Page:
Yahoo’s daily fantasy sports (DFS) product is coming under fire after the definition of a ‘guaranteed’ prize pool turned out to be open to interpretation.
Yahoo’s DFS product, which launched with great fanfare earlier this month, offered a Major League Baseball contest on Friday that was “guaranteed to run” even if it failed to match the expected 10k entries. Yahoo published a payout schedule specifying the exact payouts each of those 10k entrants would receive based on an expected prize pool of $22k.
But the contest attracted only 2,944 entrants, to whom Yahoo paid out a total of $7,868. Though the payouts matched the published schedule for the top 2,944 entrants, some players took to forums like RotoCurve to express their outrage at Yahoo’s alleged failure to live up to its ‘guarantee,’ which these players interpreted as meaning Yahoo would pay out the full $22k.
While the controversy is debatable and the aggrieved number of players is relatively small, the public perception of misleading promotions won’t help Yahoo’s efforts to poach DFS players from the industry’s two main operators, DraftKings and FanDuel. But Yahoo’s tactics could also leave the company and the whole DFS industry open to further examination by US law enforcement.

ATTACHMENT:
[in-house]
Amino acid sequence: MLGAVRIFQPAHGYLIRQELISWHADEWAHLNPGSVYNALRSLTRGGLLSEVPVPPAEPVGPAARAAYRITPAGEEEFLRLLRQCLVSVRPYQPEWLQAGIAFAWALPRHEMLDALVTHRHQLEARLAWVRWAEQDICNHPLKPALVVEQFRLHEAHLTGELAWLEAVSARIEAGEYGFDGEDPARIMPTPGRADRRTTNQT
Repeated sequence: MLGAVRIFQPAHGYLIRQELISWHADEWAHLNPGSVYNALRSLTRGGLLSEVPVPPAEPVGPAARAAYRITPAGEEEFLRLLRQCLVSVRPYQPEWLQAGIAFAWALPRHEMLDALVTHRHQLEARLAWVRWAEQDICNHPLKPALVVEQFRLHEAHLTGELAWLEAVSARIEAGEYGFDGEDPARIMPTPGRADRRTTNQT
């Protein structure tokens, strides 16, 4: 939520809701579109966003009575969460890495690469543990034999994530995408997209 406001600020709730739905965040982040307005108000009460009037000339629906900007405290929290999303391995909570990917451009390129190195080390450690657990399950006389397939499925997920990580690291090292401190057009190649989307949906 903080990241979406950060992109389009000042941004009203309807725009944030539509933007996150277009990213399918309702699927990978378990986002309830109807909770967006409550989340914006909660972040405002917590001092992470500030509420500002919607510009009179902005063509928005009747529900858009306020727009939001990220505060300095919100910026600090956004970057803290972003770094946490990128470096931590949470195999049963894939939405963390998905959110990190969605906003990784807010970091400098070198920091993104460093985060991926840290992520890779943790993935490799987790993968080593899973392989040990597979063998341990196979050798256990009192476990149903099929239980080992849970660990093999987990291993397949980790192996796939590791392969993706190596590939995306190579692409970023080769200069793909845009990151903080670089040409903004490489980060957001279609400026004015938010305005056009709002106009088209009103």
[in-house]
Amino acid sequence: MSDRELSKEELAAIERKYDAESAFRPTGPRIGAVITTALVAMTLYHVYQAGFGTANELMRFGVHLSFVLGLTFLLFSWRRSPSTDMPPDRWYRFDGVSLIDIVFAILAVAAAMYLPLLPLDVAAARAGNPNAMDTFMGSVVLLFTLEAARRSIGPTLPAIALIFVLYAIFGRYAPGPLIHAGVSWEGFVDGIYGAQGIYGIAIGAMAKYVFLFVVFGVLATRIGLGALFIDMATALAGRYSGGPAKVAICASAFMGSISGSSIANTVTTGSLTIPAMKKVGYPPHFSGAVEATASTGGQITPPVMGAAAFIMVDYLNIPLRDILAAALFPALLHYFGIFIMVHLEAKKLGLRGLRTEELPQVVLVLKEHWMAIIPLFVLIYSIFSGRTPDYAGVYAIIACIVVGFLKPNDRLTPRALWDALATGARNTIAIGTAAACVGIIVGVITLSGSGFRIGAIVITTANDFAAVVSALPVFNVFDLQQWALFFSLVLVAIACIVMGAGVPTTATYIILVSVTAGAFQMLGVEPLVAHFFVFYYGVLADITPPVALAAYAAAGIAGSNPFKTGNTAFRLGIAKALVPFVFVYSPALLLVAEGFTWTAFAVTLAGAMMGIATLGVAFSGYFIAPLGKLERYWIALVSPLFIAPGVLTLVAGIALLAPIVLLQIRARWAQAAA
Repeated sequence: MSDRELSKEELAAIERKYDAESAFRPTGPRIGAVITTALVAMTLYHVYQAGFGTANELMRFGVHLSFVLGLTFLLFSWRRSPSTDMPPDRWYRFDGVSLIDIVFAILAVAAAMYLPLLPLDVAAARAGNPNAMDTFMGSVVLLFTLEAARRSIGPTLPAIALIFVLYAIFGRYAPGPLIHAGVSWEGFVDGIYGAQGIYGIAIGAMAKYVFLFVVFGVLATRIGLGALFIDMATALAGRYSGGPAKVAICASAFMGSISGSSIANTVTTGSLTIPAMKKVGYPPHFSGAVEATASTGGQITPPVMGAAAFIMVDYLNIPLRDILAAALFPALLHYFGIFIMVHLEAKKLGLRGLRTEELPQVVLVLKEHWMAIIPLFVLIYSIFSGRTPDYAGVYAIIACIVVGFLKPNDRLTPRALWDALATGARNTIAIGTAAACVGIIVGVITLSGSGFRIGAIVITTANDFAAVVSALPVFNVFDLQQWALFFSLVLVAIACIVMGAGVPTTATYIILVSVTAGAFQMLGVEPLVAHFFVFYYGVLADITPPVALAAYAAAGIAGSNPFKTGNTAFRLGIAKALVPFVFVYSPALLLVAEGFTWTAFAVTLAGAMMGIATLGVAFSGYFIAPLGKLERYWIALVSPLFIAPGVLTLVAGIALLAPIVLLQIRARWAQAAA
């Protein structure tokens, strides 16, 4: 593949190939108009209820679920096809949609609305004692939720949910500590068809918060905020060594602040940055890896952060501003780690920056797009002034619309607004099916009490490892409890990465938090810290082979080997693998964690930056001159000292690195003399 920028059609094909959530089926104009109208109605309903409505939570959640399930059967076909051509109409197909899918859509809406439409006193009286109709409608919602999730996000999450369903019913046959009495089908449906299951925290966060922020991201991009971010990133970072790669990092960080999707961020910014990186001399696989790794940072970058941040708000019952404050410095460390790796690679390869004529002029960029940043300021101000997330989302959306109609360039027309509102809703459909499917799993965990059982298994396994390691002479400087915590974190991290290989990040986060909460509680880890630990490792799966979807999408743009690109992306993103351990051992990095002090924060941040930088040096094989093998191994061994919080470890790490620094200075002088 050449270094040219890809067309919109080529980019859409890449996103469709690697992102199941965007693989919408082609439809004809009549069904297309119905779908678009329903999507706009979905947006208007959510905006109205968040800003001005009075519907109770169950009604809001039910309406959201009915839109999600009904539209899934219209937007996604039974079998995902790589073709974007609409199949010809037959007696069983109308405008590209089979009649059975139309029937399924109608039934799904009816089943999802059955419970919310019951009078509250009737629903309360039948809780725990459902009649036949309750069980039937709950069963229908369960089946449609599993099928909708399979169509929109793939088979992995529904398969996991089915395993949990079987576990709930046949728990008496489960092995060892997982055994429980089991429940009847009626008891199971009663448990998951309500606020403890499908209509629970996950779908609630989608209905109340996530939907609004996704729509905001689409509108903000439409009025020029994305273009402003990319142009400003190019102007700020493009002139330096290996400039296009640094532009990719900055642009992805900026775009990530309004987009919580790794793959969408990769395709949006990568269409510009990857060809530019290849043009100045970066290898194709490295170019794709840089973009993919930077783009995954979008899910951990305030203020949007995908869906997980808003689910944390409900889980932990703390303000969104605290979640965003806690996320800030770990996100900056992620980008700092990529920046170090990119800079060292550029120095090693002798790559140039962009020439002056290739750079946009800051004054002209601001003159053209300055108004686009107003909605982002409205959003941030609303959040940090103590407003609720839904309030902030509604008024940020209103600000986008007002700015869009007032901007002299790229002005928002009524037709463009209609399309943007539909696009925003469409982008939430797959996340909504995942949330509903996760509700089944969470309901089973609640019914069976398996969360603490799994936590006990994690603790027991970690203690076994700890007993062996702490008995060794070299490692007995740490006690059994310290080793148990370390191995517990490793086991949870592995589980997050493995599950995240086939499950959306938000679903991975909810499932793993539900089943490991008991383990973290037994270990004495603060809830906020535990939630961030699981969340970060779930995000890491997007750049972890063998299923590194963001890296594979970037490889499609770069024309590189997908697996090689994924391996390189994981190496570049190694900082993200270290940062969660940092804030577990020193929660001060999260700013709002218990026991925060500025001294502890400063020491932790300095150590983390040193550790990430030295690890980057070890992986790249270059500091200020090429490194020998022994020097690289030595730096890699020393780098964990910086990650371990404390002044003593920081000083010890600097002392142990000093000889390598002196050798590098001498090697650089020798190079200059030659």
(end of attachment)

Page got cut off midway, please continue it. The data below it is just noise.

Fantasy sports received an exemption under the Unlawful Internet Gambling Enforcement Act (UIGEA), the 2006 federal legislation that banned US financial institutions from processing payments on behalf of most online gambling operators. DFS operators have argued that they are entitled to this exemption, even though DFS didn’t exist when the UIGEA language was crafted.
Attorney Daniel Wallach (@WALLACHLEGAL) told Legal Sports Report that the UIGEA requires fantasy prizes to be established in advance and not tied to either the number of entrants or the total fees paid by these entrants. Wallach warned that if other DFS operators were to follow Yahoo’s lead of “announcing” a prize pool in advance while paying out a smaller amount, “a court would likely conclude that the conditions of the UIGEA exemption are not satisfied in a real-money fantasy contest.”
Yahoo may have a legal out in this particular case, as it had previously gifted players with a $1 credit, essentially making the $1 contest a no-risk venture for its participants, who each received a minimum of $2 from the prize pool. But Wallach noted that individual states like Florida, which ban betting even when it’s tied to an alleged ‘skill’ game, could still take exception. Given the ever rising profile of the DFS industry, there’s likely at least one ambitious state attorney general out there who’d relish the publicity that would come from a DFS test case.